• I can understand calling firefighters, emergency crews and others who risked their lives helping people during 9/11 heroes. I can understand calling survivors of 9/11 heroes as they showed courage and perseverance to life in facing the great tragedy. And then there are those who perished during the tragedy. Maybe they did show courage and persevered as long as they could, but due to the severity of the situation which was beyond their control, they passed away. So when you think about it that way, they are heroes as well. Perhaps another reason the word “hero” is used is it simply sounds more dignified and noble than calling them “victims”. What else can we offer those who already passed away other than praising them and giving them a dignified name? Also, the word “victim” is negative. It makes citizens sound weak and lost. It victimizes citizens of America, which empowers the terrorists. The government wants to show its people are strong and do not cower towards terror.

  10. I think the structure of the Apple Family Play series is very entertaining. I appreciate that the story line grows and builds with each consecutive play. Ideally, the structure should keep the audience invested to the play itself -if you miss a play you won’t understand what is going on in the next one – and the series as a whole. This past Thursday our class went to see the second installment of the 4 play series. While I was very fond of the 1st play “The Hopey Changey Thing”, the second, “Sweet and Sad” did not grasp my attention in the same way. I’m not sure if it was due to the story line itself, or perhaps the tempo of the play.

    After leaving the first play I was interested to know if what appeared to be shaky familial relationships had grown stronger, if Uncle Ben’s conditions had worsened, and most importantly, what the actors were going to have to eat for dinner during the next hour and half installation of the series? I expected the second play to build upon the first, resolving issues and dramas while potentially introducing new plots. I was sad to see that the once robust relationship between Jane and Richard seemed to have diminished. I was shocked to find that Marian was now living with Barbara, and I was actually surprised to see that Jane was still dating Tim -although we learn that they had broken up and gotten back together.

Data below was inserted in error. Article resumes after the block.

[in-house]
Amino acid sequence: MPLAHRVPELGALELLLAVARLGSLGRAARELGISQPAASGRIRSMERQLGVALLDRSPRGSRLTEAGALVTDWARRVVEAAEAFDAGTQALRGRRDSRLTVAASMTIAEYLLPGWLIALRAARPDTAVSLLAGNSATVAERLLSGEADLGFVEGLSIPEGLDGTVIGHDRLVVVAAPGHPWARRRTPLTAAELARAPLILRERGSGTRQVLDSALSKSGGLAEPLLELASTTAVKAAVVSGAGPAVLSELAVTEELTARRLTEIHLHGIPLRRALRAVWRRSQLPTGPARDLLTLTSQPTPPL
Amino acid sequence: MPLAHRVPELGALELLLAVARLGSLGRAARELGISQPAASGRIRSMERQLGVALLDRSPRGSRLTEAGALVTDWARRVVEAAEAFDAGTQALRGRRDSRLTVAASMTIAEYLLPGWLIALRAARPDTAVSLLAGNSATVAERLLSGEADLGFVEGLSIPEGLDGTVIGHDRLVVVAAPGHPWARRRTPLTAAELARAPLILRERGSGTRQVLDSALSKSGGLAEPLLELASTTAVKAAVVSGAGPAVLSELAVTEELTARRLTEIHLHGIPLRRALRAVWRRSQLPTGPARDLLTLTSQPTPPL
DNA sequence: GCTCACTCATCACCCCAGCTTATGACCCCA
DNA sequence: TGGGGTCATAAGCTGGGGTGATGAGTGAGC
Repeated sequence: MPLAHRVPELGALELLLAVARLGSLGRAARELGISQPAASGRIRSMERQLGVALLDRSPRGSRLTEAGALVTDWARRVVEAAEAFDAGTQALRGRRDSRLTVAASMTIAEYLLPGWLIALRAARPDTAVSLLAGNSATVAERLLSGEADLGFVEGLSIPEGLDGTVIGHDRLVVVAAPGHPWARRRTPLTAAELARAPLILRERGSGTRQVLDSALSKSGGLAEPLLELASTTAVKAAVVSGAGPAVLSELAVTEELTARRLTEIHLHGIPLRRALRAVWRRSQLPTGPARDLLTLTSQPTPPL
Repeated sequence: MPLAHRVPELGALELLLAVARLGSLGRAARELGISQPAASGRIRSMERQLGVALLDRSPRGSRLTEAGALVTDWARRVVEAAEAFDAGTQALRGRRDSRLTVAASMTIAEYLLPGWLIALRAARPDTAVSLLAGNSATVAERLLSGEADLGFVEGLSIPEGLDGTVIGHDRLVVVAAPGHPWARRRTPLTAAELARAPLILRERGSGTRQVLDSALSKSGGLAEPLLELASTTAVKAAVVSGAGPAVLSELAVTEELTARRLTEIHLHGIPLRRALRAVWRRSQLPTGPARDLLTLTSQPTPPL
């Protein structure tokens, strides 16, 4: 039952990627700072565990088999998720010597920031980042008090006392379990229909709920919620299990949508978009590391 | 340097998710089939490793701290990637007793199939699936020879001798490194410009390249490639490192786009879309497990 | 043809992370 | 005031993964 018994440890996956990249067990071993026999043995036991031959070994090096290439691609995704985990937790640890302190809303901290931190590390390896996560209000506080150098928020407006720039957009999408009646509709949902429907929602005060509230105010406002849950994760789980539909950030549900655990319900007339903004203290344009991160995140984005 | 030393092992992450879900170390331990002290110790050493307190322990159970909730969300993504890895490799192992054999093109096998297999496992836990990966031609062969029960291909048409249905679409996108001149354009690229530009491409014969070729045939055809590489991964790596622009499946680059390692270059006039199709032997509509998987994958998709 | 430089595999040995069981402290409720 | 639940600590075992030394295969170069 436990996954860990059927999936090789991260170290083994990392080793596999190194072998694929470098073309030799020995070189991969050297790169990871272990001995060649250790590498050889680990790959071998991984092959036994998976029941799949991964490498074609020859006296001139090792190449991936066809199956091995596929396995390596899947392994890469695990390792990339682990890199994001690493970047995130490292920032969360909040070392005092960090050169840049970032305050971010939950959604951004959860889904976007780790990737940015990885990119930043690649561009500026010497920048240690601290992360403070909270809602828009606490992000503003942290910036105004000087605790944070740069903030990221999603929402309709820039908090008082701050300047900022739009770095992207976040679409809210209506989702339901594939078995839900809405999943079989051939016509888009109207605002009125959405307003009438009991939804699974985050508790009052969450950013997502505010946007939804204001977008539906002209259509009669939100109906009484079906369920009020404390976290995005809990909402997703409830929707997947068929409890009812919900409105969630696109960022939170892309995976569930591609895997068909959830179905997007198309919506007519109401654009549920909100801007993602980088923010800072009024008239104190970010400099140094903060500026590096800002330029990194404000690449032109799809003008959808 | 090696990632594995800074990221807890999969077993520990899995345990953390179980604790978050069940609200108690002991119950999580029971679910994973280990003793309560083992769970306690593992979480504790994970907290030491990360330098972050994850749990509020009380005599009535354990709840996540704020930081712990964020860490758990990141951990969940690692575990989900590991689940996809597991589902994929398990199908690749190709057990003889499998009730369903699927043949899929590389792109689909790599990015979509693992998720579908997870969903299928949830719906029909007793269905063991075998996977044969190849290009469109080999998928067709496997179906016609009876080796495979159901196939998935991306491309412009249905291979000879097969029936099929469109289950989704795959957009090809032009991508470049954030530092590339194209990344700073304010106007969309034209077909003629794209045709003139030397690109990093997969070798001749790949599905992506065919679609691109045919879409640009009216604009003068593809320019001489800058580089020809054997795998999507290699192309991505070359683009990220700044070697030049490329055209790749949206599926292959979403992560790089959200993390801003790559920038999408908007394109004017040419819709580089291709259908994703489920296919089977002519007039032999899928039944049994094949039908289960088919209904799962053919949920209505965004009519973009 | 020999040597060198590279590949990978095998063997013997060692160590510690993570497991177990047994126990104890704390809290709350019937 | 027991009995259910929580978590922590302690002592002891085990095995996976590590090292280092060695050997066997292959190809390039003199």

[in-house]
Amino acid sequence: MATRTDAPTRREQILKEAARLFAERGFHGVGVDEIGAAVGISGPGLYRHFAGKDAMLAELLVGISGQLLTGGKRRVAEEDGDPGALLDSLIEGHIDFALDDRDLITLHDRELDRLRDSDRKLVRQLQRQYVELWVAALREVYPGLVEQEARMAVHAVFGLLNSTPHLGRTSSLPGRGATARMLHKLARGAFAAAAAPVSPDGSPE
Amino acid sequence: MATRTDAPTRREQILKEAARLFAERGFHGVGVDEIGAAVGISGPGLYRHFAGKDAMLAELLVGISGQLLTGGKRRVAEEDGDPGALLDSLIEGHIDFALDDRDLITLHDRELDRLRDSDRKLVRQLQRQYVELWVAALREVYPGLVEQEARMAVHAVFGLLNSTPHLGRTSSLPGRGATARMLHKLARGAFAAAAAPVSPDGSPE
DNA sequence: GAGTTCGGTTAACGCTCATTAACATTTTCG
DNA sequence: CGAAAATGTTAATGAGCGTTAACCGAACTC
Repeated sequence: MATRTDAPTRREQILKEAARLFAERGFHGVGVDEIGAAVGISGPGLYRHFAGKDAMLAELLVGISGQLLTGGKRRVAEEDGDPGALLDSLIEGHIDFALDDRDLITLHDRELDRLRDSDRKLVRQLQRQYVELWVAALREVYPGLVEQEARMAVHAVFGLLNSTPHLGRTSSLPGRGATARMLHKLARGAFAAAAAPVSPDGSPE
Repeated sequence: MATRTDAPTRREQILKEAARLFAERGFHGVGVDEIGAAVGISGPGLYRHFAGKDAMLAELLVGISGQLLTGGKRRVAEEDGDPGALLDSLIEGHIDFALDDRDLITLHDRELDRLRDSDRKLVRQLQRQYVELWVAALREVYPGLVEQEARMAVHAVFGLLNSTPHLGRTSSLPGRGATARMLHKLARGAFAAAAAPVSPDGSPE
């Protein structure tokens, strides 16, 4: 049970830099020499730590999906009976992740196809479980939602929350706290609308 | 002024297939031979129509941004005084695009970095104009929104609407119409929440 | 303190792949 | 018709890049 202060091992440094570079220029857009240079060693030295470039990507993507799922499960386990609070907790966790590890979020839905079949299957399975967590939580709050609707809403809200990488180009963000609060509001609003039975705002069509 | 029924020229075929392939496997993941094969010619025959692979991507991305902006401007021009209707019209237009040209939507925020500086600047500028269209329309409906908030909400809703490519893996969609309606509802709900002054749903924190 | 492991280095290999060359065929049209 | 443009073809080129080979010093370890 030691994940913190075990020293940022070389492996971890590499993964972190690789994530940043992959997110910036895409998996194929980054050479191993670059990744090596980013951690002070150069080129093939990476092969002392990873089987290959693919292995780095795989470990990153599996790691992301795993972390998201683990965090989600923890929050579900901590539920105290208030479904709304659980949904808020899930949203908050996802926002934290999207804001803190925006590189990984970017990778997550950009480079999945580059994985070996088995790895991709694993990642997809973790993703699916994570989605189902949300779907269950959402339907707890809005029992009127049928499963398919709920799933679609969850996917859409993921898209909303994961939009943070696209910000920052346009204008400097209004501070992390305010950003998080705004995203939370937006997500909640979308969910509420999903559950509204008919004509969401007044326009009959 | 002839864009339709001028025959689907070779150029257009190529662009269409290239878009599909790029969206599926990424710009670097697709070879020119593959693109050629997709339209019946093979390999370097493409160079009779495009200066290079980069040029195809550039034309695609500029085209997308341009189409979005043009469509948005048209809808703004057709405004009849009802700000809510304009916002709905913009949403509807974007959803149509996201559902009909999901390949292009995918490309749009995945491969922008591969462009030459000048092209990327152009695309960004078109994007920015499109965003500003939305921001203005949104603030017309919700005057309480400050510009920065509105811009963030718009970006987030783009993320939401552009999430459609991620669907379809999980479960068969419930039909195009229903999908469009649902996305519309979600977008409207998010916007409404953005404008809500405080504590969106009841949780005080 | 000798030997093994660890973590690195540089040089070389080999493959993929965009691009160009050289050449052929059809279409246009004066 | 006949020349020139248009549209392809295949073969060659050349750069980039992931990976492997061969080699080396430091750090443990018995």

I found it appropriate, although grim, that the play took place on the anniversary of 9/11, a day which to our nation, triggers pain and sorrow but also remembrance at the memory of loss and danger. I thought this day was appropriate because we learn of the loss of Marion’s daughter Evan. While the family tends to recoil from the melancholy details of Evan and the impact that has to have on Marion. It is obvious that on the anniversary of the loss of thousands of lives, Marian is also grieving the loss of her child, and while on that day our nation remembers the heroes and victims of that tragic event, Marion remembers her daughter.

  11. “Sweet and Sad” is a highly compacted play containing a lot of stimulating topics of conversation blossoming one after the other. There are a lot of subtle foreshadowing and metaphors. However, as the dialogues in the play are rather tightly knit and fast paced, audience may not get a chance to understand all the fine details and take time to reflect on all the issues raised. Nevertheless, the play is enjoyable as it manages to explore interesting moral and political issues.